Gauche Devlog

< Unbalanced unquotes undermine utility |

2019/07/22

Nasty undefined

tl;dr - We discourage using #<undef> where generalized boolean is expected. Defining GAUCHE_CHECK_UNDEFINED_TEST environment variable turns on the warning.


The other day I was shaving yak, and encountered a nasty tick in the wool. Its name is undefined.

Sometimes, a Scheme expression is defined to be evaluated to an unspecified value. It means it can be any value, at the discretion of the implementation. However, if an ordinary looking value such as #f is returned, the users may depend on it. Such code has a hazard that it breaks when ported to other implementation.

Partly because of that, many implementations choose to have a special value returned from an expression whose return value is not specified. In Gauche, we use an undefined value, or #<undef> when printed. It is just a placeholder indicating the value doesn't (and shoudn't) matter.

A few days ago I was tweaking a precompiler and made a trivial change in the generation of .sci (interface) file. The change broke the precompiler with no obvious cause. I reverted the change and started gradually introducing the new code step by step. The breakage was reproducible, but the reason was incomprehensible. For example, emitting a newline to the file or not made the diffence.

It took a few hours, plus one night sleep, to finally identify the cause. The closure I was touching had called a procedure at the tail position that returned #<undef>. So I assumed its return value didn't matter. I changed the closure in a way that it retuned #f.

However, in other part of the code, the closure was called as something like this:

(or (and (some-condition) 
         (the-closure) 
         #t)
    (some-other-action))

Since #<undef> counts as a true value, it used to execute only the first arm of or. After the change (the-closure) returned #f, so (some-other-action) was also executed.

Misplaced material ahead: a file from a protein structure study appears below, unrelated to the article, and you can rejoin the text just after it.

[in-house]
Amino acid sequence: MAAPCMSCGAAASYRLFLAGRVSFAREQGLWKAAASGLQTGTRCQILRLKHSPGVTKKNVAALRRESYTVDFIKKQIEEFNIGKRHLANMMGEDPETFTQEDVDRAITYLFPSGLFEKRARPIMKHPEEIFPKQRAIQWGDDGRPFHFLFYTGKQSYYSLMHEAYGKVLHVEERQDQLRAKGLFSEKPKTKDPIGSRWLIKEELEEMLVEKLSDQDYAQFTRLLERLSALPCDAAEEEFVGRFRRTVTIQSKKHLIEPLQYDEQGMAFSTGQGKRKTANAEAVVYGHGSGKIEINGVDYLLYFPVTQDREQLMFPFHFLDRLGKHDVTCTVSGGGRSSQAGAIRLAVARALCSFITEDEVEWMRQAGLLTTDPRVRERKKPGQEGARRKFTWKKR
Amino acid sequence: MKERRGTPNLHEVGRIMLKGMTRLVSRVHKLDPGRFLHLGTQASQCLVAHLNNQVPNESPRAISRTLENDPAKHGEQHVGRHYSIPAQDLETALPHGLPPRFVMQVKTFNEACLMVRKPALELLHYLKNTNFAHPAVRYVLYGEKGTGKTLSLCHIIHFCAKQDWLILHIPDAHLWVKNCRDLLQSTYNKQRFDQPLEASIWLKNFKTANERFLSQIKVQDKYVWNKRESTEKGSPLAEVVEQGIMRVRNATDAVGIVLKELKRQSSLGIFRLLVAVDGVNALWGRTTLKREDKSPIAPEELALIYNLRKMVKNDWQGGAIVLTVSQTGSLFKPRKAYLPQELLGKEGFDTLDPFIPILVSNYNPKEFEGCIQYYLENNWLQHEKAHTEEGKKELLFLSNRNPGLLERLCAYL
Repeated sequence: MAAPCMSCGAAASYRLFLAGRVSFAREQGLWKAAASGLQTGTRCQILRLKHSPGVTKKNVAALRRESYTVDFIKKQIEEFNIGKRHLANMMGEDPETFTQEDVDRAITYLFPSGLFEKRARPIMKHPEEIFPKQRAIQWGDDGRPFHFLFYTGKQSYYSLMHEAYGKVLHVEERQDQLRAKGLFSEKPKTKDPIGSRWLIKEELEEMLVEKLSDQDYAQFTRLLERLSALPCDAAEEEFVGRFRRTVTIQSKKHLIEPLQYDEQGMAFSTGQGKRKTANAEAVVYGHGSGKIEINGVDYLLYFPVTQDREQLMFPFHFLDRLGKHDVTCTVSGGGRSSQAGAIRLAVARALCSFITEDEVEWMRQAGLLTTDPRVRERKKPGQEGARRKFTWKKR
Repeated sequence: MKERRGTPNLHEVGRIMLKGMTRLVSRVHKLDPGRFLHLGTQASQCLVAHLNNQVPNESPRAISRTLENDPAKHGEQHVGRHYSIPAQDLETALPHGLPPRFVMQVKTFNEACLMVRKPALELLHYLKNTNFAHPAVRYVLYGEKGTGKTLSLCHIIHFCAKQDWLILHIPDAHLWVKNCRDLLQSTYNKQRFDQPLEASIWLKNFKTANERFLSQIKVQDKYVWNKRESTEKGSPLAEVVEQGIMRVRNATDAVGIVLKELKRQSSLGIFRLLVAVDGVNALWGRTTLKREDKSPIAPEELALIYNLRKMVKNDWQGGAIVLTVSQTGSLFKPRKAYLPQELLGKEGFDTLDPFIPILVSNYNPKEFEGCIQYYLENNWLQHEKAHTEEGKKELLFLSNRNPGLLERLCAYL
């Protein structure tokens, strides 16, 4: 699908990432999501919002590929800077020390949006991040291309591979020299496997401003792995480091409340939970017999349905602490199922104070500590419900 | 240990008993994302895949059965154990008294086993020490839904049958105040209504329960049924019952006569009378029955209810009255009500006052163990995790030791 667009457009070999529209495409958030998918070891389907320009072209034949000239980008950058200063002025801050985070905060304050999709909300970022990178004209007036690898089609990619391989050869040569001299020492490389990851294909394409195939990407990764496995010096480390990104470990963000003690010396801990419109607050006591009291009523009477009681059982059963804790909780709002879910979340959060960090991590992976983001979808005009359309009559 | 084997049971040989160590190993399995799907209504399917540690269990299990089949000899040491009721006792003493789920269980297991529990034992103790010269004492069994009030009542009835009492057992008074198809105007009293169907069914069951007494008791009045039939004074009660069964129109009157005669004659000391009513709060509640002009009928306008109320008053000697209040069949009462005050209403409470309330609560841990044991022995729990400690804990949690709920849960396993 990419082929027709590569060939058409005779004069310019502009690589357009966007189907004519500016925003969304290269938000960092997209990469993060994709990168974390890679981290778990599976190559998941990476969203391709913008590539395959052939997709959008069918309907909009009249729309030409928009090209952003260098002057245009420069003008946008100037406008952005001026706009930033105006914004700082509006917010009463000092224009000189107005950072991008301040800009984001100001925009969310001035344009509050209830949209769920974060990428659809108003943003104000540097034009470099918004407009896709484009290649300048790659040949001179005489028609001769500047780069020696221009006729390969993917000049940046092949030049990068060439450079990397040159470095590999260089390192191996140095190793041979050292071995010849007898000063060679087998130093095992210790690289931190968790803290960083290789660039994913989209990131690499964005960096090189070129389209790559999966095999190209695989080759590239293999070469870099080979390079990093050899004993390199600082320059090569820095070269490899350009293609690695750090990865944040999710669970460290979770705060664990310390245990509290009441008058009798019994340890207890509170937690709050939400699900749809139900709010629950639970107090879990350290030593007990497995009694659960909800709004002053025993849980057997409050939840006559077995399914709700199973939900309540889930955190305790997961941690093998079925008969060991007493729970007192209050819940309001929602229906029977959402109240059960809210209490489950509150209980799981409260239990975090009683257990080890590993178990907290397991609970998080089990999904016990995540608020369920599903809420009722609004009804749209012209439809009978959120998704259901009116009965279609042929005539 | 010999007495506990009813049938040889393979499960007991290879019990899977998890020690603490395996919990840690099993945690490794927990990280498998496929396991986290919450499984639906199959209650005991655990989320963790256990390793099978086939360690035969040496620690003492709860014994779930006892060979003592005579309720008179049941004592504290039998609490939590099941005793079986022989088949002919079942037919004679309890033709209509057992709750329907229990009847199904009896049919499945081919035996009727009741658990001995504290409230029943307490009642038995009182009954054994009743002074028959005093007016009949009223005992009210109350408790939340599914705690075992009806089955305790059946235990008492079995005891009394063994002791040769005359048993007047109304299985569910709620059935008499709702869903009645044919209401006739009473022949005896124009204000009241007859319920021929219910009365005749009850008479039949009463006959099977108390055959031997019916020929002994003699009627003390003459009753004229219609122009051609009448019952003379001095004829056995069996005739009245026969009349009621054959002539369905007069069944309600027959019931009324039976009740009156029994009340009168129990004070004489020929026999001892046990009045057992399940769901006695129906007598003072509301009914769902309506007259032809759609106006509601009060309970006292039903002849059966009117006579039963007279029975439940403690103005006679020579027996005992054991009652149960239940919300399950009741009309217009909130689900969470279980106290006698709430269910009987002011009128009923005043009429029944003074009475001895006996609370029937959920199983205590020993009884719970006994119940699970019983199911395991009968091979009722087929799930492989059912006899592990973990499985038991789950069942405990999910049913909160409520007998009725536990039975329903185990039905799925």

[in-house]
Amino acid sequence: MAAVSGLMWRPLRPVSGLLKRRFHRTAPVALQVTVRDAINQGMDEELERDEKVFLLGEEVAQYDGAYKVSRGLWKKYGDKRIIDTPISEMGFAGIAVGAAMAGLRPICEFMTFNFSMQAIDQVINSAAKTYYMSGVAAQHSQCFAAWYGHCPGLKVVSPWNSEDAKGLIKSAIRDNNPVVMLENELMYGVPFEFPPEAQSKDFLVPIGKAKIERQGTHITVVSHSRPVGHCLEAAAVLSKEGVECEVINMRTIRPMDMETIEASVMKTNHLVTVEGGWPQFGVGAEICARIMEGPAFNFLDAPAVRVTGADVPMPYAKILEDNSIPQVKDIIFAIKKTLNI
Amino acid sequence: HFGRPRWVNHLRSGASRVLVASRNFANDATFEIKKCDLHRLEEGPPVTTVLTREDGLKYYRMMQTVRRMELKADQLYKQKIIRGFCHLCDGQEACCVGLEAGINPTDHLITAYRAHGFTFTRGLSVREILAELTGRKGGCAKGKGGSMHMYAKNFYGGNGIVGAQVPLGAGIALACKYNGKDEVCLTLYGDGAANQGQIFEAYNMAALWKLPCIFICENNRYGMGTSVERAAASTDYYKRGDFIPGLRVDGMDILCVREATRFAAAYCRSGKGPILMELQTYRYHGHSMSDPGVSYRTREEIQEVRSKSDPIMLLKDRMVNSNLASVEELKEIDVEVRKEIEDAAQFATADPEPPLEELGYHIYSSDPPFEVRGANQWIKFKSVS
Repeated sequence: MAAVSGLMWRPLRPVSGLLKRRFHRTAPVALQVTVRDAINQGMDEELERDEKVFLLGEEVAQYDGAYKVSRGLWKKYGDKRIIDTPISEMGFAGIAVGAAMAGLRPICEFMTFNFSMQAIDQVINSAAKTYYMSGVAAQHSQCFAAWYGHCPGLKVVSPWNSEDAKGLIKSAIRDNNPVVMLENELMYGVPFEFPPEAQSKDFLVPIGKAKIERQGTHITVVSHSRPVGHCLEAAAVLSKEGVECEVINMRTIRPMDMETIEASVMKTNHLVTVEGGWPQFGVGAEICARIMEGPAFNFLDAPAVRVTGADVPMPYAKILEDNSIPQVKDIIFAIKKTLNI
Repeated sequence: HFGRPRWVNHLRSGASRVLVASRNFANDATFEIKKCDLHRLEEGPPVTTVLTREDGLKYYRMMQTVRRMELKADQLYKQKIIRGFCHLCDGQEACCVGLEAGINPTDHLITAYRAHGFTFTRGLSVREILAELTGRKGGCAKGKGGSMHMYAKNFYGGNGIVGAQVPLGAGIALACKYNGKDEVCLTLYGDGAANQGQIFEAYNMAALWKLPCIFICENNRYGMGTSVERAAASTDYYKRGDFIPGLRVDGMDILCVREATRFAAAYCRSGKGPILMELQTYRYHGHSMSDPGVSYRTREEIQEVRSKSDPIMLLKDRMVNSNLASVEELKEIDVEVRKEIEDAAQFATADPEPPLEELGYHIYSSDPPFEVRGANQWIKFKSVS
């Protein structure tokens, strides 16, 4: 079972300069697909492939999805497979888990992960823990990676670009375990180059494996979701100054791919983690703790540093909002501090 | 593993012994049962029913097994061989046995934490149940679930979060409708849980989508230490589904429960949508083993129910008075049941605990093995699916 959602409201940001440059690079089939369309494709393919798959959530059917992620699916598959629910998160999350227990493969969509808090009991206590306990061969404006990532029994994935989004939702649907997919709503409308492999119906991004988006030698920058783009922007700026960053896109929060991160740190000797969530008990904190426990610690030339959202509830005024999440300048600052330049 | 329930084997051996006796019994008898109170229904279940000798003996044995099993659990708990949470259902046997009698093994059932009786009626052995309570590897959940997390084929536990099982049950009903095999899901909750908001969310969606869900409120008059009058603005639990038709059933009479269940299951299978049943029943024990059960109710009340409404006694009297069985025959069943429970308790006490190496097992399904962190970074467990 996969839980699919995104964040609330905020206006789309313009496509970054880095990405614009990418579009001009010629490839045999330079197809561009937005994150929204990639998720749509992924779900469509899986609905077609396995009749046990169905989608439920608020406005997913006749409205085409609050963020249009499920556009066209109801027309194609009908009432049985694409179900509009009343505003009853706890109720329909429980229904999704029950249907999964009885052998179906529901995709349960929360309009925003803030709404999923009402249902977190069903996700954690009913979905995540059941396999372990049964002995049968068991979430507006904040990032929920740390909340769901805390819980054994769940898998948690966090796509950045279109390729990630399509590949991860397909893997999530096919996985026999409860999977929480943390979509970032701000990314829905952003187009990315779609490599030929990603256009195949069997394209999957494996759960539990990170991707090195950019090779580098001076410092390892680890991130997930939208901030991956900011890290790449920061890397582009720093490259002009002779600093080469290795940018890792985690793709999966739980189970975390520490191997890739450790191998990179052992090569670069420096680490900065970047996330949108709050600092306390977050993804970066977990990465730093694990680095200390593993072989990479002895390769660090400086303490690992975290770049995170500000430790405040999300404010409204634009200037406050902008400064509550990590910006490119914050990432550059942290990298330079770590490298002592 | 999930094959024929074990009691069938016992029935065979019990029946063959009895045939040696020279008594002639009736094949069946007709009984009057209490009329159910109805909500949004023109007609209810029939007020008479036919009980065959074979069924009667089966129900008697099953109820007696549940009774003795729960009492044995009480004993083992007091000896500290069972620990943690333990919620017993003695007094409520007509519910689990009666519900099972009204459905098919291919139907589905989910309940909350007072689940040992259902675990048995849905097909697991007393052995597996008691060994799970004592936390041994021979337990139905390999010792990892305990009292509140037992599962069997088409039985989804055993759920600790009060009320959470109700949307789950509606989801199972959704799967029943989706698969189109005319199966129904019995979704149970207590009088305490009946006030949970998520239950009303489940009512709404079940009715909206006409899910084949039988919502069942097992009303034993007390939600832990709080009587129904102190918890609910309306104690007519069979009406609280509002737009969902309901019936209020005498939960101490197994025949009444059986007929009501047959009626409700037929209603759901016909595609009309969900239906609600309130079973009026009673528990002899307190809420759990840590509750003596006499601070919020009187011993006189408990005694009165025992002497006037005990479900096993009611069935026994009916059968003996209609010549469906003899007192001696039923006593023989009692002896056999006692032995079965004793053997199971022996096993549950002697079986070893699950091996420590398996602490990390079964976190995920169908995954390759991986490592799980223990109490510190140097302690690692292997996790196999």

D'oh.

If #<undef> implies the value doesn't matter, we shouldn't rely on it being counted as true. Any code that tests the return value of the procedure whose value is undefined in the conditional has a time bomb.

Upon this realization, I added a check in Gauche VM to warn when #<undef> appears in the context of boolean test in the conditionals. Then...

I found a lot of such cases in Gauche code itself. Typical pitfall is and-let* forms in which one of the test expression yields #<undef>. And sometimes they were hard to track down, for the source of #<undef> may not always be obvious. (It was one of relatively uncommon occasions when I did miss static typing.)

The warnings can be very bothering, so it isn't turned on by default. You can turn it on by defining the environment variable GAUCHE_CHECK_UNDEFINED_TEST. This is an experimental feature and I might change my mind later, but the current plan is to enable it during unit tests eventually.

Note: There are occasions that #<undef> is used intentionally; one of them is to use it as a placeholder indicating the value isn't given. Such usage is not desirable but tolerated, and in general those values are checked with undefined?. Gauche only warns when #<undef> appears as the result of the test expression of conditionals.

Tags: undefined, 0.9.9

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